When discussing movement Mussey makes the point that students are going to move anyway, so she encourages teachers to teach kids how to move and include movement in a meaningful way. One tip that I found helpful was the concept MOVE FIRST. I often get into a habit of trying to push through material before I weave in a movement break, thinking that once students are moving, it might be harder for them to re-focus. Mussey states that though it might seem the opposite, movement actually helps students find more calm, focus and attention to task. This year, I plan to prioritize moving first!
Principle 6 focuses on Gratitude as a way to help students become more self-aware and socially aware. One of the TRY THIS activities I loved in this section was having students write thank you notes. I plan to offer this as an option for an early finisher activity in my class.
Holding Space, the concept of principle 7, is more abstract and hard to grasp. Mussey describes holding space as a way for an individual to be present and give another person what they need at that time. One writer has described it this way: When we hold space for other people, we open our hearts, offer unconditional support, and let go of judgement and control. (Source)
Finally, in Principle 8, Commit-To-One, Mussey encourages the reader to “Do just one thing” from the book and “Finish that thing.” She asserts that commitment increases self-confidence and by committing to just one thing, and doing it one step at a time, both students and teachers can achieve their goals. Her suggestion for teachers in this chapter – to write, or re-write – their teaching philosophy. For teachers who have been teaching for a while, I think this is a great way to reconnect with the reasons you became an educator.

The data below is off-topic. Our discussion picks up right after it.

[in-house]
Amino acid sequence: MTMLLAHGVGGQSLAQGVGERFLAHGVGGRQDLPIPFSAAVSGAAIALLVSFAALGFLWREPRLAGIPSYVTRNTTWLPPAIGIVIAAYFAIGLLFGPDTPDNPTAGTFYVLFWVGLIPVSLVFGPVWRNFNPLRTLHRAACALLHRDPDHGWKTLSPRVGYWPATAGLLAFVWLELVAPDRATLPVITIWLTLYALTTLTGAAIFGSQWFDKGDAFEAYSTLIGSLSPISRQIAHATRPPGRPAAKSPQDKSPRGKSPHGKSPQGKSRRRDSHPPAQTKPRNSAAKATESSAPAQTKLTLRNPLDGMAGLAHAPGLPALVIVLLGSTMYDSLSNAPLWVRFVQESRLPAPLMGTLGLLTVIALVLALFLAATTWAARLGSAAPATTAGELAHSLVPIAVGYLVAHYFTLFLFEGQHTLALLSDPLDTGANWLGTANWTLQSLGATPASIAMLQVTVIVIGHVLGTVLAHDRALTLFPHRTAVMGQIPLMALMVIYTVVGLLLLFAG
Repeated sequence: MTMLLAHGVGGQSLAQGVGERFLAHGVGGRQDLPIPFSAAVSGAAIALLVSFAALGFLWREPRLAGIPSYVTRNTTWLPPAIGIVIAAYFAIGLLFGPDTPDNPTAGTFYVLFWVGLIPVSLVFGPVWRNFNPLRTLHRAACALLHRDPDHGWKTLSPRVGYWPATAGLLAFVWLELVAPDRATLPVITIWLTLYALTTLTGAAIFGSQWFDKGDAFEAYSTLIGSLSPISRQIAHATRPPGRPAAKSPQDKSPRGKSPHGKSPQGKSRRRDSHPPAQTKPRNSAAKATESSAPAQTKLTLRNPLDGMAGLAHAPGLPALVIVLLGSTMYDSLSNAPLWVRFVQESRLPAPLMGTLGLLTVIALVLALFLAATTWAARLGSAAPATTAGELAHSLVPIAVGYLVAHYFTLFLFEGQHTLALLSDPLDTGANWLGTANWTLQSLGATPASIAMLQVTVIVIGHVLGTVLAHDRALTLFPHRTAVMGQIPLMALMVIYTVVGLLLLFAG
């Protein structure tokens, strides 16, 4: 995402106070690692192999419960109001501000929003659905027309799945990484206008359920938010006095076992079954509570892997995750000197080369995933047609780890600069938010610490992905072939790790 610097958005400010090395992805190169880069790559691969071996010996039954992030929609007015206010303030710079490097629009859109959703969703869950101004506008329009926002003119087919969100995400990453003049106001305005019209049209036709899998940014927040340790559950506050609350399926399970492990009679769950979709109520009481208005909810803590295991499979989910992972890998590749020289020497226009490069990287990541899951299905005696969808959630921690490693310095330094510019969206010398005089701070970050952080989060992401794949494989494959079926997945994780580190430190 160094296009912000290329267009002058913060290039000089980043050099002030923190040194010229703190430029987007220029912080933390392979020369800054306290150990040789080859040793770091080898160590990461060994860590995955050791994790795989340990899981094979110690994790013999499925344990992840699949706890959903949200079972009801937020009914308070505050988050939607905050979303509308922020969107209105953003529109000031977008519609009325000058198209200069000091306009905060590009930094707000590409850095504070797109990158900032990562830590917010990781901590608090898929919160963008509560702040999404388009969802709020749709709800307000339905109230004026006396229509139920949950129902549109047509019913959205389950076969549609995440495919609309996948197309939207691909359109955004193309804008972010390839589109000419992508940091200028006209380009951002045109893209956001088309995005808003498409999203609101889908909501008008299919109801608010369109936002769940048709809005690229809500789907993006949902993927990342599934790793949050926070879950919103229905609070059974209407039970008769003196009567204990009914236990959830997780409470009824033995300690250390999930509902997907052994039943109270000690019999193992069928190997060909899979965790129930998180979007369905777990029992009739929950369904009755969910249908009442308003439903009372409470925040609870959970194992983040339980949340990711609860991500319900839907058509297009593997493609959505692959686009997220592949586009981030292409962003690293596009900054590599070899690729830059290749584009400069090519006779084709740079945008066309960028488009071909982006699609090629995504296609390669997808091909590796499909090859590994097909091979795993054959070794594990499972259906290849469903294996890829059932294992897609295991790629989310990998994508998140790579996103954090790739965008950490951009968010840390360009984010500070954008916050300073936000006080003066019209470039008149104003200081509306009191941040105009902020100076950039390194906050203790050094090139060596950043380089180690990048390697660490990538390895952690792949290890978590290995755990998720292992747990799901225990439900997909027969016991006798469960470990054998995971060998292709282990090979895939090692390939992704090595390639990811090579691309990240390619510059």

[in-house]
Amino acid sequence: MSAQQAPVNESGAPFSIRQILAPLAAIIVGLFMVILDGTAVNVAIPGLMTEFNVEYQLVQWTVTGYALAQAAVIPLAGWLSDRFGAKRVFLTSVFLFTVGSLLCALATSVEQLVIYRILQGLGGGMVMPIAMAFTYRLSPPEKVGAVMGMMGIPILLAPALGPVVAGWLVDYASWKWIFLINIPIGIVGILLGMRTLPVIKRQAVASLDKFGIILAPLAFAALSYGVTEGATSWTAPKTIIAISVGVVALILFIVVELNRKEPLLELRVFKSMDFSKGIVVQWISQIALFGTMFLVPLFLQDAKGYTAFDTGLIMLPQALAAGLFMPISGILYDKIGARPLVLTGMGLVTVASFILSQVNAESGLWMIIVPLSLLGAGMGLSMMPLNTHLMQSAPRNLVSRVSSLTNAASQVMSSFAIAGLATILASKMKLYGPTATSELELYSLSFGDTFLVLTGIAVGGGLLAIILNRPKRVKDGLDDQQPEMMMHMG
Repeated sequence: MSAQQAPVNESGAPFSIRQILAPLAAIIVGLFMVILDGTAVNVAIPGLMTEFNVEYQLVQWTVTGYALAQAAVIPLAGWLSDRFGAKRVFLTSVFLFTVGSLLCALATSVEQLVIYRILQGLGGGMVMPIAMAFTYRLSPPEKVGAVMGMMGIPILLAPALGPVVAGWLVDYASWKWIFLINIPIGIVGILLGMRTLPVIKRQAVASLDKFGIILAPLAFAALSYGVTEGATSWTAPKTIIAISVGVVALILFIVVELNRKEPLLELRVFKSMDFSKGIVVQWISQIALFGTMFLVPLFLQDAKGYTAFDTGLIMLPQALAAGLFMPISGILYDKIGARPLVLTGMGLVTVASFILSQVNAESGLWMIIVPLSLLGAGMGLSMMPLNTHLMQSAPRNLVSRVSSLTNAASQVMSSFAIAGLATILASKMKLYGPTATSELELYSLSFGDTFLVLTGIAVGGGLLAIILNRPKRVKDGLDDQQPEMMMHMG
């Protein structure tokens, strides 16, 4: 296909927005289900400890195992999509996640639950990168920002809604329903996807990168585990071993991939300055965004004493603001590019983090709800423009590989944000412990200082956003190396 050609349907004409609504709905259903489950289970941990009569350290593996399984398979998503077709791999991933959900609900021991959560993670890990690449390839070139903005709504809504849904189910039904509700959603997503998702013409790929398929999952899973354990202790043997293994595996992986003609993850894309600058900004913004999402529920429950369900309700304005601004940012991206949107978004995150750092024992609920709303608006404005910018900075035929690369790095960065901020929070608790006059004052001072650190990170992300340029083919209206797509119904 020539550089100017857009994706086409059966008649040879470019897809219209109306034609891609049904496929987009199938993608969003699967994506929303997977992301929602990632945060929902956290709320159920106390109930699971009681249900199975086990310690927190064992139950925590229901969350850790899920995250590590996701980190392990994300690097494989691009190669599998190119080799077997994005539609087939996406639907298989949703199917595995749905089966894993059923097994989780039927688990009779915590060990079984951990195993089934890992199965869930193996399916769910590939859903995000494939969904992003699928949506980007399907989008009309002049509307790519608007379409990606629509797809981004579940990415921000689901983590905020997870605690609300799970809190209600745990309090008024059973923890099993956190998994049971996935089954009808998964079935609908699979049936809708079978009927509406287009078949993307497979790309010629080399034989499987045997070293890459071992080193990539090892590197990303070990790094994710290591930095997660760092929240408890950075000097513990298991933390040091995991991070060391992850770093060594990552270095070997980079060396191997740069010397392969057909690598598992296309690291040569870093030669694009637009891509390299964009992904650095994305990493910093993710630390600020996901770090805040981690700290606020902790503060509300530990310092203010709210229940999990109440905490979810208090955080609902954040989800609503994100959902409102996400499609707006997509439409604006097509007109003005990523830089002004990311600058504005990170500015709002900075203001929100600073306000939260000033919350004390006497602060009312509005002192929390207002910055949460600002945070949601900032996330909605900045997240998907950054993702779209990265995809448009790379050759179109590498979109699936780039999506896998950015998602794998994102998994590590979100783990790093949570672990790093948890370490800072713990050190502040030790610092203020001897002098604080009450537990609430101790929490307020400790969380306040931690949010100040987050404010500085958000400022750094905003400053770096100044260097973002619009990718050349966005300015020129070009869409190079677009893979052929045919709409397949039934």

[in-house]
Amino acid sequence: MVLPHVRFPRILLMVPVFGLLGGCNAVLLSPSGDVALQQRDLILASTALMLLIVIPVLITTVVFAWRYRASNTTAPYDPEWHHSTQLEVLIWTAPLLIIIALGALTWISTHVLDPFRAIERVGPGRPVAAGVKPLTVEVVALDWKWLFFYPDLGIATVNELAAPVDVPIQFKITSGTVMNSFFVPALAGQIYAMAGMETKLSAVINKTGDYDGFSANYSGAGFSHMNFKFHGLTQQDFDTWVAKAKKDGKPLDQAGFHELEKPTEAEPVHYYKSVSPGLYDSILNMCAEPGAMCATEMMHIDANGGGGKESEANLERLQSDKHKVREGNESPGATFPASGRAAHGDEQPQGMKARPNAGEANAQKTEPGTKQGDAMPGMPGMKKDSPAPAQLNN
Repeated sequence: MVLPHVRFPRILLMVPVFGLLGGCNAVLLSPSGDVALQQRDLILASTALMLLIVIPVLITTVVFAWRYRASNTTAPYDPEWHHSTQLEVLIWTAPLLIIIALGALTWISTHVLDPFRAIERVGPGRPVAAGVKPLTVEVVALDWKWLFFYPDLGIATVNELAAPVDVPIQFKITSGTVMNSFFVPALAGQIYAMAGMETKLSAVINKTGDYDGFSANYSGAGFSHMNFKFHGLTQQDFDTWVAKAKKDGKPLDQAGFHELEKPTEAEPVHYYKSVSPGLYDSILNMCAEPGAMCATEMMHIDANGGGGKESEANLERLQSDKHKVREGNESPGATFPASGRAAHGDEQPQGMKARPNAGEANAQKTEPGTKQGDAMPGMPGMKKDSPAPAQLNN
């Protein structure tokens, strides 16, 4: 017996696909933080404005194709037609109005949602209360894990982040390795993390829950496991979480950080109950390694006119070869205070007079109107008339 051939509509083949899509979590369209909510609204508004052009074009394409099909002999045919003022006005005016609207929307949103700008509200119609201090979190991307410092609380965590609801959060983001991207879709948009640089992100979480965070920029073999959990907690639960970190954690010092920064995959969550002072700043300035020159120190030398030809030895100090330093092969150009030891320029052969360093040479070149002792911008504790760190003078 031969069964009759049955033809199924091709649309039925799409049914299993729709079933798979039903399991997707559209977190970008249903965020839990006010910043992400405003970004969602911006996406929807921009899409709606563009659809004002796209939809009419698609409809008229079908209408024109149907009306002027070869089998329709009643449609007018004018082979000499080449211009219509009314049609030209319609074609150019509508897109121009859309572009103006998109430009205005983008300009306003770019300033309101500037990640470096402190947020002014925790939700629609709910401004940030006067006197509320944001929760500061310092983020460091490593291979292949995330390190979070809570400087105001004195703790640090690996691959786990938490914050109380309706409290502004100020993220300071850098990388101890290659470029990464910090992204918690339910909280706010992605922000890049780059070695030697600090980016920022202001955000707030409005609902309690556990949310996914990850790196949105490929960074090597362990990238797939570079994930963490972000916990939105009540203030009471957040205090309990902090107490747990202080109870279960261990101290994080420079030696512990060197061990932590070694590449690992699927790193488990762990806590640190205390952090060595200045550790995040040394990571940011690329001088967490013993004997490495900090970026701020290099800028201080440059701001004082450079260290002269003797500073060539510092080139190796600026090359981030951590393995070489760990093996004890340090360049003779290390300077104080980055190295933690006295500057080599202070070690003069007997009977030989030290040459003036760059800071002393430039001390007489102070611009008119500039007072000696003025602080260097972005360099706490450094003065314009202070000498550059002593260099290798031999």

This book would be an asset to anyone who wants to reach their students in different ways and understands that teaching is much more than just academics.
Shawn Lawn teaches sixth grade social studies in Hillsborough, New Jersey and has been teaching middle grades for 21 years. In addition to her degree in Education, she holds an MA in Counseling and various certifications in yoga and mindfulness, and has a strong interest in reaching students on an emotional and personal level. When she is not teaching or learning, Lawn can be found on the yoga mat or spending time with her husband and son, especially cheering on her son in baseball.